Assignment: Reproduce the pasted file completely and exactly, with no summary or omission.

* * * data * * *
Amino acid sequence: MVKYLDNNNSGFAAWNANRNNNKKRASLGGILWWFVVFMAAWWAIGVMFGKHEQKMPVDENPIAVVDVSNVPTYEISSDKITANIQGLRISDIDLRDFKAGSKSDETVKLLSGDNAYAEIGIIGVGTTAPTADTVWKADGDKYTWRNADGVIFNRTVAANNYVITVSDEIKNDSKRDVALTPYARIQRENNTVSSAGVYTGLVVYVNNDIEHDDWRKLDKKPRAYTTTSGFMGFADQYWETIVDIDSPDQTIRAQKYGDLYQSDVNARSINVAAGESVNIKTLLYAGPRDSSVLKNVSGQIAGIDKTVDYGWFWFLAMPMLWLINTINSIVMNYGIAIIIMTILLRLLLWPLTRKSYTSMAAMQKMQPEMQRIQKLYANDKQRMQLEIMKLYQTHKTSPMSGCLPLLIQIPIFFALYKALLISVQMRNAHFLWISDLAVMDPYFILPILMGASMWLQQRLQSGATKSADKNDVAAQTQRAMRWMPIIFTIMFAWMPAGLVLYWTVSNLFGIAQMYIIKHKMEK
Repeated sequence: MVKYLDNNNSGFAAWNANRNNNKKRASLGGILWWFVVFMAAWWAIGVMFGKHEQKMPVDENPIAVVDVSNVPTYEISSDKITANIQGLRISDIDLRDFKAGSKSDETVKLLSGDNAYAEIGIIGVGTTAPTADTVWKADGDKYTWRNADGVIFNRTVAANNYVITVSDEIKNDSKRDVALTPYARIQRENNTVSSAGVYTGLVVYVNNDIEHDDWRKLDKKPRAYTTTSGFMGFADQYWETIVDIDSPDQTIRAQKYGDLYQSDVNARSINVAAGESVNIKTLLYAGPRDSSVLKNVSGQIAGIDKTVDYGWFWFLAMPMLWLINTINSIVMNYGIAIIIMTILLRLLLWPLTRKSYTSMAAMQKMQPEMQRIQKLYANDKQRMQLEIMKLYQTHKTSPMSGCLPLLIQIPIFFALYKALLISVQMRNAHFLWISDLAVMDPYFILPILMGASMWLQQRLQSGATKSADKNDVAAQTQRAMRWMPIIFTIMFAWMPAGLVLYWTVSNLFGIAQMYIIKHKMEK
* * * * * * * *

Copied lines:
Amino acid sequence: MVKYLDNNNSGFAAWNANRNNNKKRASLGGILWWFVVFMAAWWAIGVMFGKHEQKMPVDENPIAVVDVSNVPTYEISSDKITANIQGLRISDIDLRDFKAGSKSDETVKLLSGDNAYAEIGIIGVGTTAPTADTVWKADGDKYTWRNADGVIFNRTVAANNYVITVSDEIKNDSKRDVALTPYARIQRENNTVSSAGVYTGLVVYVNNDIEHDDWRKLDKKPRAYTTTSGFMGFADQYWETIVDIDSPDQTIRAQKYGDLYQSDVNARSINVAAGESVNIKTLLYAGPRDSSVLKNVSGQIAGIDKTVDYGWFWFLAMPMLWLINTINSIVMNYGIAIIIMTILLRLLLWPLTRKSYTSMAAMQKMQPEMQRIQKLYANDKQRMQLEIMKLYQTHKTSPMSGCLPLLIQIPIFFALYKALLISVQMRNAHFLWISDLAVMDPYFILPILMGASMWLQQRLQSGATKSADKNDVAAQTQRAMRWMPIIFTIMFAWMPAGLVLYWTVSNLFGIAQMYIIKHKMEK
Repeated sequence: MVKYLDNNNSGFAAWNANRNNNKKRASLGGILWWFVVFMAAWWAIGVMFGKHEQKMPVDENPIAVVDVSNVPTYEISSDKITANIQGLRISDIDLRDFKAGSKSDETVKLLSGDNAYAEIGIIGVGTTAPTADTVWKADGDKYTWRNADGVIFNRTVAANNYVITVSDEIKNDSKRDVALTPYARIQRENNTVSSAGVYTGLVVYVNNDIEHDDWRKLDKKPRAYTTTSGFMGFADQYWETIVDIDSPDQTIRAQKYGDLYQSDVNARSINVAAGESVNIKTLLYAGPRDSSVLKNVSGQIAGIDKTVDYGWFWFLAMPMLWLINTINSIVMNYGIAIIIMTILLRLLLWPLTRKSYTSMAAMQKMQPEMQRIQKLYANDKQRMQLEIMKLYQTHKTSPMSGCLPLLIQIPIFFALYKALLISVQMRNAHFLWISDLAVMDPYFILPILMGASMWLQQRLQSGATKSADKNDVAAQTQRAMRWMPIIFTIMFAWMPAGLVLYWTVSNLFGIAQMYIIKHKMEK